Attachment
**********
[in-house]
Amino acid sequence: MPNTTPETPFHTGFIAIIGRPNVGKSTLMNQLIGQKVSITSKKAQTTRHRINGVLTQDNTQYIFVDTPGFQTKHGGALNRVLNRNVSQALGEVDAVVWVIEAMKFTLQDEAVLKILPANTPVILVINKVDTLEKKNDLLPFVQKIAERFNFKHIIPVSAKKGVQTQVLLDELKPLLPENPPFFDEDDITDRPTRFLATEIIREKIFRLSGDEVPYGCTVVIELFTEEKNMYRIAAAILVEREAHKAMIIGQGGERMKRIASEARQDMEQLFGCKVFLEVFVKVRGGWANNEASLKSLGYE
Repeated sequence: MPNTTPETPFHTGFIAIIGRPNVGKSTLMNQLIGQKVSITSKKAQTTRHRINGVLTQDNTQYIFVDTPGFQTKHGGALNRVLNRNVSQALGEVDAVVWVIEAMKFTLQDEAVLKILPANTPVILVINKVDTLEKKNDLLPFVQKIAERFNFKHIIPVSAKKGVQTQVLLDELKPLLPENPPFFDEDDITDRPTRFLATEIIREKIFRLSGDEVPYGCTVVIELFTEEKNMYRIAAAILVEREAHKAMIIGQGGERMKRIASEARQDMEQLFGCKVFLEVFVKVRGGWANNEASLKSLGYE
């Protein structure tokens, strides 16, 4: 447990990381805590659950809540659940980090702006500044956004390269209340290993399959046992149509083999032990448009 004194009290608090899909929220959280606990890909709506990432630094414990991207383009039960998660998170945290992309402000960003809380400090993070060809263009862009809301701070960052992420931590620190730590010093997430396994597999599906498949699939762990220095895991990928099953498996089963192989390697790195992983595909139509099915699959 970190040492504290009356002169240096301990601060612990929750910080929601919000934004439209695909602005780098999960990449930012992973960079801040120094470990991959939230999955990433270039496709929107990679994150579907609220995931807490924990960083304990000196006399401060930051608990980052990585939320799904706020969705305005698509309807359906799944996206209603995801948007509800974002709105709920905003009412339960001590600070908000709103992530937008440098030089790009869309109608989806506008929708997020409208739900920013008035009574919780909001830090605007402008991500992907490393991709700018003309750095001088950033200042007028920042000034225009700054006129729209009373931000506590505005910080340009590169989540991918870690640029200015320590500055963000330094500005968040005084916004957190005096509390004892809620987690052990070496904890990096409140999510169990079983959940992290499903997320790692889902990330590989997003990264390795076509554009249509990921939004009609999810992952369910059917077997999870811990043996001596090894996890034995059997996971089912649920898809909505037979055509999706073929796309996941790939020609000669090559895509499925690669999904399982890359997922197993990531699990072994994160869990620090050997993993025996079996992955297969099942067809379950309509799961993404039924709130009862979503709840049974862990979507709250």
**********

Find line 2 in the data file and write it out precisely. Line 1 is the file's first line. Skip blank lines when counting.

Amino acid sequence: MPNTTPETPFHTGFIAIIGRPNVGKSTLMNQLIGQKVSITSKKAQTTRHRINGVLTQDNTQYIFVDTPGFQTKHGGALNRVLNRNVSQALGEVDAVVWVIEAMKFTLQDEAVLKILPANTPVILVINKVDTLEKKNDLLPFVQKIAERFNFKHIIPVSAKKGVQTQVLLDELKPLLPENPPFFDEDDITDRPTRFLATEIIREKIFRLSGDEVPYGCTVVIELFTEEKNMYRIAAAILVEREAHKAMIIGQGGERMKRIASEARQDMEQLFGCKVFLEVFVKVRGGWANNEASLKSLGYE